This is one of those 'must read' sci-fi books that always comes up in lists. I like watching Sci-Fi but I find it hard to get on with in books from time to time. I was intimidated by the size of the book but I still wanted to read it before the movie comes out. In steps Audible meaning I was able to listen to it while working and driving. I can't say how much of it's magic is lost is audiobook form but I did enjoy this one. I felt differently towards the protagonist Paul at different times which is what I imagine Herbet wanted when he wrote this.

 

Broken Ground by Val McDermid (5/5)

The 5th book in the Karen Pirie series. In this one Karen investigates a body discovered in farm land when 2 southerner are searching for something hidden by their grandfather at the end of the second world war. Every book in the series I read gets better than the one before it. The plotting is great and she writes fantastic characters who are very believable. If you haven't read any of McDermids books so far and you like crime novels then I urge you so pick one up as soon as you can.

 

Nine Lives by Aimen Dean (5/5)

This strap line for this book is "My time as MI6's top spy inside as-Qaeda" and this really grabbed my attention. I was intrigued as to how this would work, how do you get a spy inside an organisation such as al-Qaeda and get good intel back without risking their cover? As it turns out Dean joined al-Qaeda as a young man and over time he disagreed with what they were doing when it involved killing other Muslims or innocent by-standers. Eventually he gets into trouble with the authorities and opts to take this opportunity to stop what al-Qaeda is planning. This book is really, really good, written by someone who is clearly a very intelligent person. Dean looks at what motivated him and others to join up with al-Qaeda and how their networks operate. He also explains how hard spying was on an emotional, physical, and mental level. He ends up the book by explaining how he thinks governements can stop young people being seduced by al-Qaeda and how moderate Muslims must bring these men back to the fold.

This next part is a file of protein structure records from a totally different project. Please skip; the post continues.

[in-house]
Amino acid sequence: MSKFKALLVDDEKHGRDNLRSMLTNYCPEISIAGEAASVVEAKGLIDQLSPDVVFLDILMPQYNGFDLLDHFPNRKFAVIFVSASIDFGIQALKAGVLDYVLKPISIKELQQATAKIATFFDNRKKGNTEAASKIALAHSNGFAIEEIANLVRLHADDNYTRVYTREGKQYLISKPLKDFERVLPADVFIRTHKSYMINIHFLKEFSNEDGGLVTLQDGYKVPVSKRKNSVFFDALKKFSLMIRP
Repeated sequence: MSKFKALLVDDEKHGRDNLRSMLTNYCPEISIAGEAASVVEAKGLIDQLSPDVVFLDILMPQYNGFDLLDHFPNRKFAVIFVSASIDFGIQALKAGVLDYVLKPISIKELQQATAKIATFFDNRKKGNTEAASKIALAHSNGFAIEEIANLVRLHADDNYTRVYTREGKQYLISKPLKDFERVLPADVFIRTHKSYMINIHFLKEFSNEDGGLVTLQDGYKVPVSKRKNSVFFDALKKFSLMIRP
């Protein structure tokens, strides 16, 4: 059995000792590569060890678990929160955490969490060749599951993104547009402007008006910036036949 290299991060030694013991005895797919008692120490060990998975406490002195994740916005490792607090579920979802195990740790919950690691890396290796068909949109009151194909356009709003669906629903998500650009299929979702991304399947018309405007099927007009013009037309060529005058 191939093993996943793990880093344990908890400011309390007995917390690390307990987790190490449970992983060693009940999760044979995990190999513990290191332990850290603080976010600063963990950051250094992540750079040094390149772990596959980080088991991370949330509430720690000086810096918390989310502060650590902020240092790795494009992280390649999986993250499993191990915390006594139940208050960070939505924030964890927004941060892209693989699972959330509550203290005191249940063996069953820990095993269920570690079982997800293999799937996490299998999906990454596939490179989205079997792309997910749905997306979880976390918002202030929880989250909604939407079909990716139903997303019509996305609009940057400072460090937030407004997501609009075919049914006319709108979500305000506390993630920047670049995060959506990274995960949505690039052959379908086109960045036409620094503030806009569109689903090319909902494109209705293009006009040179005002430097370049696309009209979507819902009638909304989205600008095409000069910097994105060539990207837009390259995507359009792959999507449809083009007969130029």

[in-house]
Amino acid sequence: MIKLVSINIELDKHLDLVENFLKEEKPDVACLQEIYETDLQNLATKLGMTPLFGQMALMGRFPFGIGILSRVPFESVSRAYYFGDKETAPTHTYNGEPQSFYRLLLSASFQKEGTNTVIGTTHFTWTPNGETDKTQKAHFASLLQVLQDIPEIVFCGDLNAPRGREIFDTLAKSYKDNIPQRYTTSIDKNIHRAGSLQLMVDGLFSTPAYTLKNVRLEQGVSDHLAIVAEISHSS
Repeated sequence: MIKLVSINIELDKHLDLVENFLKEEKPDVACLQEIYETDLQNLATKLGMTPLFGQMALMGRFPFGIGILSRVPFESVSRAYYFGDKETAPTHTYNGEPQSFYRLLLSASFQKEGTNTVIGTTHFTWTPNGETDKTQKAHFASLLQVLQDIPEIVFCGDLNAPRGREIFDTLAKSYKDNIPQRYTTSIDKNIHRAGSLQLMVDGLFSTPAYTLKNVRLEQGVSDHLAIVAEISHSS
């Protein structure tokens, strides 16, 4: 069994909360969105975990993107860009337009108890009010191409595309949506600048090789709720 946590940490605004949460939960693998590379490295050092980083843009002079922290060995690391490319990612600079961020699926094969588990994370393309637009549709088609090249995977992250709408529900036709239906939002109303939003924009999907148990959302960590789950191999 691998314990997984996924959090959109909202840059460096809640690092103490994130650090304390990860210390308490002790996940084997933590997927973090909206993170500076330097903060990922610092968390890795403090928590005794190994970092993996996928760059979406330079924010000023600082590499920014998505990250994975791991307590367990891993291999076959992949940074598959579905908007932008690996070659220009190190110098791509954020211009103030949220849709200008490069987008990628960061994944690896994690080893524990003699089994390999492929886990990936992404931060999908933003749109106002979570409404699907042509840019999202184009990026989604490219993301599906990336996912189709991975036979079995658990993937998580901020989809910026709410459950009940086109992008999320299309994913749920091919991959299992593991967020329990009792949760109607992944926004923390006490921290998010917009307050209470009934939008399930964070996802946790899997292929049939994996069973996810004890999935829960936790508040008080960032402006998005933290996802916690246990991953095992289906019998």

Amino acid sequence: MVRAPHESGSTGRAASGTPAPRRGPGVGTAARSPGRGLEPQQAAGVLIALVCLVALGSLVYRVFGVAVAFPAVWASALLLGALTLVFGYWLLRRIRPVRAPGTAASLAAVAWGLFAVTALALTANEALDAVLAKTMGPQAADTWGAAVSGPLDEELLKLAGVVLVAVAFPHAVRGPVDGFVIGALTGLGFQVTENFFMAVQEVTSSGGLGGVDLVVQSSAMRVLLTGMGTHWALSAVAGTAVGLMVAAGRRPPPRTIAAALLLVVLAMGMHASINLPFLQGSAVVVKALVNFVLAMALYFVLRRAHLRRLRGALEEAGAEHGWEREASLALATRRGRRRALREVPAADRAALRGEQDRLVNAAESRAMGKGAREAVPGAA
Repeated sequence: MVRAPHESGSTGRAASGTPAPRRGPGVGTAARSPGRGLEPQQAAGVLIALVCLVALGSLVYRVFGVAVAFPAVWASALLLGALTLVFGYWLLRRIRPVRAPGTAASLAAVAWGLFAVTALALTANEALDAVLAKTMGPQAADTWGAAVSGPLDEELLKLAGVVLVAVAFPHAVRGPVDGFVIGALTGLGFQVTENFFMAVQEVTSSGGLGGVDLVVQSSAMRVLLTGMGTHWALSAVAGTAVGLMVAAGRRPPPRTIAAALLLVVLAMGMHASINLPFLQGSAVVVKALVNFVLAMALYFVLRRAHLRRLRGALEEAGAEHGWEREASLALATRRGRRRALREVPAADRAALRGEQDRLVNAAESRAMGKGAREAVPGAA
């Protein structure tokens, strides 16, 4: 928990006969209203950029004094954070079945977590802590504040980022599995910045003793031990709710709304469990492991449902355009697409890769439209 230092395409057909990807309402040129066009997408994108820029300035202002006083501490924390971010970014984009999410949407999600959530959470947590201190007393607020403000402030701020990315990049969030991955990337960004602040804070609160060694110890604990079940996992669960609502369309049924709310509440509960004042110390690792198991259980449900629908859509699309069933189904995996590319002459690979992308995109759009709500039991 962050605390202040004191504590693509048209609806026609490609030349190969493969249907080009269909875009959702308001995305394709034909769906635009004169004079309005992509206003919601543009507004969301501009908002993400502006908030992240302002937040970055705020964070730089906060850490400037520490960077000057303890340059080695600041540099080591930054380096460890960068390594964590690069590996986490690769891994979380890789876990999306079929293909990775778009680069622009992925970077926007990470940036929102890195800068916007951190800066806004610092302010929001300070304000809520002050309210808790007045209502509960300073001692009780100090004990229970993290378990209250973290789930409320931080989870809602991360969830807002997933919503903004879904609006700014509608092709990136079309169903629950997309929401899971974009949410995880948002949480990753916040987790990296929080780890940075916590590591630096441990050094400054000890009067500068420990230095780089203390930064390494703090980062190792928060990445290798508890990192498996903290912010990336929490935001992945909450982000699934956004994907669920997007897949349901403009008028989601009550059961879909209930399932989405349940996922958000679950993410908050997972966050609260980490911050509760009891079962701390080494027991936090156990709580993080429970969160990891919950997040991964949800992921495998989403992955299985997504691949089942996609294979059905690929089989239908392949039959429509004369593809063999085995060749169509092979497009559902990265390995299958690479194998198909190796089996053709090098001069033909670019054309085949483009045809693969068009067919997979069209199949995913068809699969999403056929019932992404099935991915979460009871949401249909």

Three to Kill by Jean-Patrick Manchette (5/5)

Late on night in France, traveling salesman Georges Gerfaut stops to help a motorist involved in what looks like a traffic accident. A few days later Georges is attacked by 2 men who try to kill him for reasons unknown to him. Georges goes on the run and tries to unravel why these men are trying to kill him. I had read one previous Manchette book which I really enjoyed so I jumped at the chance to read another. This one was just as good. His writing is tight and is pretty much perfect 70's French noir in style. I have already added his other books which have been translated into English in my wishlist.

 

Into Thin Air by John Krakauer (5/5)

Another Audiobook read. This book is Krakauer's well received account into the 1996 everest disaster. I know quite a lot about the disaster as I have read about it quite widely but had avoided Into Thin Air thus far. I had read that Krakaeur treated climber Anatoli Boukreev unfairly in the book when I read The Climb and this put me off of reading Into Thin Air. I finally decided to give it a shot and I'm so glad I did as this book really lives up to it's reputation. Krakauer climbed a fair bit when he was younger but his career as a journalist had taken him away from his hobby. He wanted to write about the growing commercialisation of Everest expeditions and was commissioned to do so by a magazine. One thing lead to another and the magazine bought a place for him on the best expedition companiy at the time, Adventure Consultants lead by Rob Hall. By the time the expedition was over, 12 people had died including very expedition leaders and experienced climbers, Rob Hall and Scott Fisher. The book looks into Krakauer's personal experience of climbing Everest and tries to piece togther what actually happened with the benefit of speaking to others involved after the event.